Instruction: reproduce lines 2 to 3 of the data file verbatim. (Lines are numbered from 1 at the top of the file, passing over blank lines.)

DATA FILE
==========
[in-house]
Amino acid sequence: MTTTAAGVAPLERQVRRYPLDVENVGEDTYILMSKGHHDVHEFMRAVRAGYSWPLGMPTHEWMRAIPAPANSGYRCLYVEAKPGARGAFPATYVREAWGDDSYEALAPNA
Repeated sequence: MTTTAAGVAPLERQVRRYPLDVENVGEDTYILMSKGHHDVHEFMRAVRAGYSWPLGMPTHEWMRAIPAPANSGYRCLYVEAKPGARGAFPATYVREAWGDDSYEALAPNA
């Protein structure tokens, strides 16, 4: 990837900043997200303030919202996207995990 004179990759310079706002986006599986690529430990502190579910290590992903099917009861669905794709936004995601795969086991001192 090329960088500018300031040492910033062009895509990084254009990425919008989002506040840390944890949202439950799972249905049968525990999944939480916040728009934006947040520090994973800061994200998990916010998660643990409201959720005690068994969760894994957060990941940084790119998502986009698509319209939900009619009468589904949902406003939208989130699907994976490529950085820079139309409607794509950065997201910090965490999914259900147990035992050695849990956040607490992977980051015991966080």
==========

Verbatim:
Amino acid sequence: MTTTAAGVAPLERQVRRYPLDVENVGEDTYILMSKGHHDVHEFMRAVRAGYSWPLGMPTHEWMRAIPAPANSGYRCLYVEAKPGARGAFPATYVREAWGDDSYEALAPNA
Repeated sequence: MTTTAAGVAPLERQVRRYPLDVENVGEDTYILMSKGHHDVHEFMRAVRAGYSWPLGMPTHEWMRAIPAPANSGYRCLYVEAKPGARGAFPATYVREAWGDDSYEALAPNA